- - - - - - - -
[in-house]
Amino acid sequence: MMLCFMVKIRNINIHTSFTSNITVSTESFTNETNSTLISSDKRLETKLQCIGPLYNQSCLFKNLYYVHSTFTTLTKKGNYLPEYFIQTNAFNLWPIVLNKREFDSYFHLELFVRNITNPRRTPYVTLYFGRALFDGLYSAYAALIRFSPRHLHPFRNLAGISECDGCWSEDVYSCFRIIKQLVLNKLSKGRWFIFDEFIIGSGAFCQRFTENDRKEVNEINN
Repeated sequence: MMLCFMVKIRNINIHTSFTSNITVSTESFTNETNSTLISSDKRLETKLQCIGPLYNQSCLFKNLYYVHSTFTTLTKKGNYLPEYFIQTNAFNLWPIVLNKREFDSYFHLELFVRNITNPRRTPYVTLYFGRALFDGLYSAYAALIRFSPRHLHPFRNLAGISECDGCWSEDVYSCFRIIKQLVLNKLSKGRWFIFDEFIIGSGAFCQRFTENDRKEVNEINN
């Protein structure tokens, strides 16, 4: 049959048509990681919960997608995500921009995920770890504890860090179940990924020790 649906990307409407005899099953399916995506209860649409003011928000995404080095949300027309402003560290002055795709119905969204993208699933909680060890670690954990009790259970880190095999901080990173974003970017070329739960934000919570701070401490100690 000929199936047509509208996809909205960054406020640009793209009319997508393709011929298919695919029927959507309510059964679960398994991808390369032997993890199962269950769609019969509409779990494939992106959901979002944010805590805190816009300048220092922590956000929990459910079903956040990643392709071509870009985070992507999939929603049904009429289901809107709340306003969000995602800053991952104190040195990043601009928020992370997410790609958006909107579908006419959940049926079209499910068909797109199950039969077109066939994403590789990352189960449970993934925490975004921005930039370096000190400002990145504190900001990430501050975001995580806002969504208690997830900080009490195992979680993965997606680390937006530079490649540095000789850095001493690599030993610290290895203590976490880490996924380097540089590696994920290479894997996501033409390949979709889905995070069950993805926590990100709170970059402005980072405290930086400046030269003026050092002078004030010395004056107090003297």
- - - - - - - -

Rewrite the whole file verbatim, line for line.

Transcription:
[in-house]
Amino acid sequence: MMLCFMVKIRNINIHTSFTSNITVSTESFTNETNSTLISSDKRLETKLQCIGPLYNQSCLFKNLYYVHSTFTTLTKKGNYLPEYFIQTNAFNLWPIVLNKREFDSYFHLELFVRNITNPRRTPYVTLYFGRALFDGLYSAYAALIRFSPRHLHPFRNLAGISECDGCWSEDVYSCFRIIKQLVLNKLSKGRWFIFDEFIIGSGAFCQRFTENDRKEVNEINN
Repeated sequence: MMLCFMVKIRNINIHTSFTSNITVSTESFTNETNSTLISSDKRLETKLQCIGPLYNQSCLFKNLYYVHSTFTTLTKKGNYLPEYFIQTNAFNLWPIVLNKREFDSYFHLELFVRNITNPRRTPYVTLYFGRALFDGLYSAYAALIRFSPRHLHPFRNLAGISECDGCWSEDVYSCFRIIKQLVLNKLSKGRWFIFDEFIIGSGAFCQRFTENDRKEVNEINN
């Protein structure tokens, strides 16, 4: 049959048509990681919960997608995500921009995920770890504890860090179940990924020790 649906990307409407005899099953399916995506209860649409003011928000995404080095949300027309402003560290002055795709119905969204993208699933909680060890670690954990009790259970880190095999901080990173974003970017070329739960934000919570701070401490100690 000929199936047509509208996809909205960054406020640009793209009319997508393709011929298919695919029927959507309510059964679960398994991808390369032997993890199962269950769609019969509409779990494939992106959901979002944010805590805190816009300048220092922590956000929990459910079903956040990643392709071509870009985070992507999939929603049904009429289901809107709340306003969000995602800053991952104190040195990043601009928020992370997410790609958006909107579908006419959940049926079209499910068909797109199950039969077109066939994403590789990352189960449970993934925490975004921005930039370096000190400002990145504190900001990430501050975001995580806002969504208690997830900080009490195992979680993965997606680390937006530079490649540095000789850095001493690599030993610290290895203590976490880490996924380097540089590696994920290479894997996501033409390949979709889905995070069950993805926590990100709170970059402005980072405290930086400046030269003026050092002078004030010395004056107090003297």